As with every living creature, human beings grow, develop, and change within an environment that is constantly shaping us. In our case, we are steeped in hidden chemicals that support contemporary lifestyles. Over 80,000 man-made chemicals in use have never been tested for their effects on our health. In this colloquium we will focus on those chemicals that mimic the hormones that are essential to development, fertility, immune function, and cognitive development. Questions that we will address include: How do researchers discover these chemicals? What benefits or risks do they present? How do we know what is safe and what is harmful? What roles do industry, government, communities and the individual play in causing chemical exposures? What actions can we take to promote environmental health in sustainable ways? We will approach these questions from many perspectives: ethical, economic, behavioral, spiritual, biological, sociological, psychological, political, and the unique experiences you bring to the course. Our sources will include works such as Carson’s Silent Spring, and Colborn, Dumanoski, & Myers’ Our stolen future, as well as documentaries such as Men In Danger: Environmental Effects on Fertility. We will also take a field trip or two to local organic and nonorganic forms to better appreciate how pesticides are used.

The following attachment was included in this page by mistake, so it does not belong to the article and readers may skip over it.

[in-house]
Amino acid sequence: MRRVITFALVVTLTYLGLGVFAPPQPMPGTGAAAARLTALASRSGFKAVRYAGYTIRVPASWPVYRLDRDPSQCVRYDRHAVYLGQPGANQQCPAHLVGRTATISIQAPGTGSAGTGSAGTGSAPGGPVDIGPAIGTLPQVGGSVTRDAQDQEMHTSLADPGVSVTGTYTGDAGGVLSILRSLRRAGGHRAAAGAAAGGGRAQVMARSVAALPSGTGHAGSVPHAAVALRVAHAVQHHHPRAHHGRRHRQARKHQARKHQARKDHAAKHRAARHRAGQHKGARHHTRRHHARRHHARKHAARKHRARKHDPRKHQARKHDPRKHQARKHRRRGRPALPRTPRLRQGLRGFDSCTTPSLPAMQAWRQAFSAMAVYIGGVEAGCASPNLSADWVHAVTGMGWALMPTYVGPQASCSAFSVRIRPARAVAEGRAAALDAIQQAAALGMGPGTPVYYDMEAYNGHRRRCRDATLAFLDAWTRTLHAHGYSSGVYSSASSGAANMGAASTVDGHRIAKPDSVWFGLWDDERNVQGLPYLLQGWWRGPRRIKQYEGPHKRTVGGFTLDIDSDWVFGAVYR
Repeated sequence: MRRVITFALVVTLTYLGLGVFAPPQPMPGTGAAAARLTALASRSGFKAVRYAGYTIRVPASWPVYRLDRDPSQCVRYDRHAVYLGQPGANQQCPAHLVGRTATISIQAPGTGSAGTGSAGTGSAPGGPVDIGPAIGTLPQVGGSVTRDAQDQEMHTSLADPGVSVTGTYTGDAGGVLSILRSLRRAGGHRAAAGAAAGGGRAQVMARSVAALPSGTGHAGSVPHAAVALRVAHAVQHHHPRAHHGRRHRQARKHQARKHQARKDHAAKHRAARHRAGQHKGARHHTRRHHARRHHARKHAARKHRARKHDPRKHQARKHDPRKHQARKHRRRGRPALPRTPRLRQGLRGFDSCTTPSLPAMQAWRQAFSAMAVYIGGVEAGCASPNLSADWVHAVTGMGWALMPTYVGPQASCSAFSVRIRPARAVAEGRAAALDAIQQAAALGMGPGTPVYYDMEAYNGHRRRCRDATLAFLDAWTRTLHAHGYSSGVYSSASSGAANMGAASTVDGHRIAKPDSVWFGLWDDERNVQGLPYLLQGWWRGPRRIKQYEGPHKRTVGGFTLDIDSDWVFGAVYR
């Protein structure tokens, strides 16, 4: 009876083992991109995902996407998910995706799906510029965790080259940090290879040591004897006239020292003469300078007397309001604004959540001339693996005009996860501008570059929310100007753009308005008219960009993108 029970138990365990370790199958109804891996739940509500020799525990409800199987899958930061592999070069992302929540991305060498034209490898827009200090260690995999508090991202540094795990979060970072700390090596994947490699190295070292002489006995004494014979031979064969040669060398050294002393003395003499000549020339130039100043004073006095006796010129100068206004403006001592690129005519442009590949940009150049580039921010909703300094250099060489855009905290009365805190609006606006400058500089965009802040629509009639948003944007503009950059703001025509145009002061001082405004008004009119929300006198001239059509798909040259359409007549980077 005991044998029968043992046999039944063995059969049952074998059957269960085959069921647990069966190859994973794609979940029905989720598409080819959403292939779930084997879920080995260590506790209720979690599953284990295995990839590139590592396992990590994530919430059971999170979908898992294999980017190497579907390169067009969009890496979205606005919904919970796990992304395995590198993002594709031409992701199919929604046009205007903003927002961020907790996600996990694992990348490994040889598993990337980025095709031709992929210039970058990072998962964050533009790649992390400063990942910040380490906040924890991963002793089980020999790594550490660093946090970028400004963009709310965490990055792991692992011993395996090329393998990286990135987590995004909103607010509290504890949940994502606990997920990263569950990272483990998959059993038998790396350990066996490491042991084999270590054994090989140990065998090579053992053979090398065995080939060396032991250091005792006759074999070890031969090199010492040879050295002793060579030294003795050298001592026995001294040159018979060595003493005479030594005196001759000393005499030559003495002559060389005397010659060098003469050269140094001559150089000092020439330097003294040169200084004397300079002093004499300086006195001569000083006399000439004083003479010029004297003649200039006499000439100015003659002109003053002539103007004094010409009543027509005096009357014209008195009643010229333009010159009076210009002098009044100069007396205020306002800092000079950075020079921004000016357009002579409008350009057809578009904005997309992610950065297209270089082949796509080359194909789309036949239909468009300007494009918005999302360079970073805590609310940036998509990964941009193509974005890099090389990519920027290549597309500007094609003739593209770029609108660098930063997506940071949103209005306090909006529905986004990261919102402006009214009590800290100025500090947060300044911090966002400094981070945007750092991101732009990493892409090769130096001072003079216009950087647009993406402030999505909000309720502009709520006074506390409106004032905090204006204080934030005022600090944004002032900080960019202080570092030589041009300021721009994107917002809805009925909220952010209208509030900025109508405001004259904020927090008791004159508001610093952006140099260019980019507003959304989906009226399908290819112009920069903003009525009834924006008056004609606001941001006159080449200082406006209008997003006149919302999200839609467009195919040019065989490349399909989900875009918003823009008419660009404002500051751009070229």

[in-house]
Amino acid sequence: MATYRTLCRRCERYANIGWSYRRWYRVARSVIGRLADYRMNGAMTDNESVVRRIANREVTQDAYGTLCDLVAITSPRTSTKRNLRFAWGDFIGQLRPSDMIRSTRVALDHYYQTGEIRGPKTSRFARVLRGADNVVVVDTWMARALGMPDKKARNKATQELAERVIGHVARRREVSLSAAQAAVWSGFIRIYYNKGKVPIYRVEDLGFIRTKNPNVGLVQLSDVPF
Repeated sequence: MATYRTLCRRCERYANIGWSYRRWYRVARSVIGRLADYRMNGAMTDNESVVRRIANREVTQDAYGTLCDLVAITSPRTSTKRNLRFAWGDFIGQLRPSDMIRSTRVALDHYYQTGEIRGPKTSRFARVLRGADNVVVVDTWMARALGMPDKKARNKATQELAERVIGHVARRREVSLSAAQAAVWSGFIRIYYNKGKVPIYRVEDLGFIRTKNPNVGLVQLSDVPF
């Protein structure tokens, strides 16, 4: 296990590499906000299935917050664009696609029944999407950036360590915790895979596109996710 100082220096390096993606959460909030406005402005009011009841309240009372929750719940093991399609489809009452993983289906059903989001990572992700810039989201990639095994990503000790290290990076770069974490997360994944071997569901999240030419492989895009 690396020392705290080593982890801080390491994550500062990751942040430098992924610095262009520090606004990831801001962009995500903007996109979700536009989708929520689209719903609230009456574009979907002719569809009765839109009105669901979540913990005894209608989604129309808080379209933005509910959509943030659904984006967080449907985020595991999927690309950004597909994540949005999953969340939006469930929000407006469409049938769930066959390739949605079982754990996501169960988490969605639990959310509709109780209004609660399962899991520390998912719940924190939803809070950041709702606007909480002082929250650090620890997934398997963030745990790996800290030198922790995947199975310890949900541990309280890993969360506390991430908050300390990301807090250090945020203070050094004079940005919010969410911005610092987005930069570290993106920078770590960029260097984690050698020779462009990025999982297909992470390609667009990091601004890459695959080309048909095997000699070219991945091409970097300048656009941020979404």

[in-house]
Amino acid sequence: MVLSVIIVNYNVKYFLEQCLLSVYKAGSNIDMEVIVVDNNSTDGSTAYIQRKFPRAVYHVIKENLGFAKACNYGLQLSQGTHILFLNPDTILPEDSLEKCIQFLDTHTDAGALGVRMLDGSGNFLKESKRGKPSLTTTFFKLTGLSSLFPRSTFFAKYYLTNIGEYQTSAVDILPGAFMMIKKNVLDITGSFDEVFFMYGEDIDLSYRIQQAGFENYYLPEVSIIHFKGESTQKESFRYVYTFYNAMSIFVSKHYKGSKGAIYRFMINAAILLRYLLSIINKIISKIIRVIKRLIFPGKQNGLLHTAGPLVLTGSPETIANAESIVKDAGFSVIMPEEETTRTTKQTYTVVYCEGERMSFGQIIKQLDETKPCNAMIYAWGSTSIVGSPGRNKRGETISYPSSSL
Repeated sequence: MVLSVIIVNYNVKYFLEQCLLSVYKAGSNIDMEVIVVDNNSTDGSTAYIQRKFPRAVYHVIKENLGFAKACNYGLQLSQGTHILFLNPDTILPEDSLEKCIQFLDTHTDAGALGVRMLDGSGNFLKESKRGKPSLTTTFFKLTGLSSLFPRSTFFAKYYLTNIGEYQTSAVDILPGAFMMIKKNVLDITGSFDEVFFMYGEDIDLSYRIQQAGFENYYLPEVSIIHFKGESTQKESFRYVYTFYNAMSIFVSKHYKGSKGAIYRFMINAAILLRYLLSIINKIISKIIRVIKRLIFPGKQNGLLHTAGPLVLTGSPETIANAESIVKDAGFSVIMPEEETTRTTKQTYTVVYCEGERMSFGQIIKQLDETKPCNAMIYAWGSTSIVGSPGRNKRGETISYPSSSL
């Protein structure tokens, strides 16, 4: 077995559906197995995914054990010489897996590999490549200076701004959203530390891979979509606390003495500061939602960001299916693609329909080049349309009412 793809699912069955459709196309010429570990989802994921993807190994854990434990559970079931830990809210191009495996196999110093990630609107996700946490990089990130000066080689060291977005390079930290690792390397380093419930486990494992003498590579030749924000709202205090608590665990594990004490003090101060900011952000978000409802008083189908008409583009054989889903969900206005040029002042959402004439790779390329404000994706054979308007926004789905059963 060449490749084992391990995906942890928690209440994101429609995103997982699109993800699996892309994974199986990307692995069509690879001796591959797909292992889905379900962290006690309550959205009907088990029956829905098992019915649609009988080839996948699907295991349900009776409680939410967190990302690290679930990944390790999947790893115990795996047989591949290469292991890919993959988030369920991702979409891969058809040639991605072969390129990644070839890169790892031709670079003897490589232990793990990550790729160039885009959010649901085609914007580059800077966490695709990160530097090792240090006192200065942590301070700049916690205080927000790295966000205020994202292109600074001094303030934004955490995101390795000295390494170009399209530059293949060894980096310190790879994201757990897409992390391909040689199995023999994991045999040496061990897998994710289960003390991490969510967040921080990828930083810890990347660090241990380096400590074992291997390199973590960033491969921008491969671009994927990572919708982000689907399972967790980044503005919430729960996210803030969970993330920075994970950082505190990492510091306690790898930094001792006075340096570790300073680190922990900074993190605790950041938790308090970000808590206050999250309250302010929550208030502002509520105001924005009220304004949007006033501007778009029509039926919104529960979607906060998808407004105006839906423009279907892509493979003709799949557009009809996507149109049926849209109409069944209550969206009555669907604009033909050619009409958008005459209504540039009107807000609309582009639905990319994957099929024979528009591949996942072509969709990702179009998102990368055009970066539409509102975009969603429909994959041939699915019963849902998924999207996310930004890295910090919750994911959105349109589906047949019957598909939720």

Source: College Colloquium Page
Wikipedia: Endocrine disruptors are chemicals that, at certain doses, can interfere with the endocrine (or hormone) system in mammals. These disruptions can cause cancerous tumors, birth defects, and other developmental disorders. Any system in the body controlled by hormones can be derailed by hormone disruptors. Specifically, endocrine disruptors may be associated with the development of learning disabilities, severe attention deficit disorder, cognitive and brain development problems; deformations of the body (including limbs); breast cancer, prostate cancer, thyroid and other cancers; sexual development problems such as feminizing of males or masculinizing effects on females, etc. The critical period of development for most organisms is between the transition from a fertilized egg into a fully formed infant. As the cells begin to grow and differentiate, there are critical balances of hormones and protein changes that must occur. Therefore, a dose of disrupting chemicals may do substantial damage to a developing fetus. The same dose may not significantly affect adult mothers.
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